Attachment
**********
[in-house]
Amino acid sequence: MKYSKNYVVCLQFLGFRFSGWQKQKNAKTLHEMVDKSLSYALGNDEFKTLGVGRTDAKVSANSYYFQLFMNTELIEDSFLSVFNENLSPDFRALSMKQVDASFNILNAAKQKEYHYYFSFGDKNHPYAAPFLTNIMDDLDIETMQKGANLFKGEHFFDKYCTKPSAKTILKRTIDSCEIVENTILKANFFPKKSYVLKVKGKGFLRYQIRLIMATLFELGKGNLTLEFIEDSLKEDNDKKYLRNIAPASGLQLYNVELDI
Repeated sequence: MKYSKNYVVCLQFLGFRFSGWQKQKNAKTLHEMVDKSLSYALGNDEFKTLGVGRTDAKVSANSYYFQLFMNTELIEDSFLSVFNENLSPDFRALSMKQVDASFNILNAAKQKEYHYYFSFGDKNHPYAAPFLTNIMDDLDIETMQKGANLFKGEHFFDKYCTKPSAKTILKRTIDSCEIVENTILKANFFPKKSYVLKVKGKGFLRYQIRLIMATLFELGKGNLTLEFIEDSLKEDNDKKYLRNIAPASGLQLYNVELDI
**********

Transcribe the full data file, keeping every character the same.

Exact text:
[in-house]
Amino acid sequence: MKYSKNYVVCLQFLGFRFSGWQKQKNAKTLHEMVDKSLSYALGNDEFKTLGVGRTDAKVSANSYYFQLFMNTELIEDSFLSVFNENLSPDFRALSMKQVDASFNILNAAKQKEYHYYFSFGDKNHPYAAPFLTNIMDDLDIETMQKGANLFKGEHFFDKYCTKPSAKTILKRTIDSCEIVENTILKANFFPKKSYVLKVKGKGFLRYQIRLIMATLFELGKGNLTLEFIEDSLKEDNDKKYLRNIAPASGLQLYNVELDI
Repeated sequence: MKYSKNYVVCLQFLGFRFSGWQKQKNAKTLHEMVDKSLSYALGNDEFKTLGVGRTDAKVSANSYYFQLFMNTELIEDSFLSVFNENLSPDFRALSMKQVDASFNILNAAKQKEYHYYFSFGDKNHPYAAPFLTNIMDDLDIETMQKGANLFKGEHFFDKYCTKPSAKTILKRTIDSCEIVENTILKANFFPKKSYVLKVKGKGFLRYQIRLIMATLFELGKGNLTLEFIEDSLKEDNDKKYLRNIAPASGLQLYNVELDI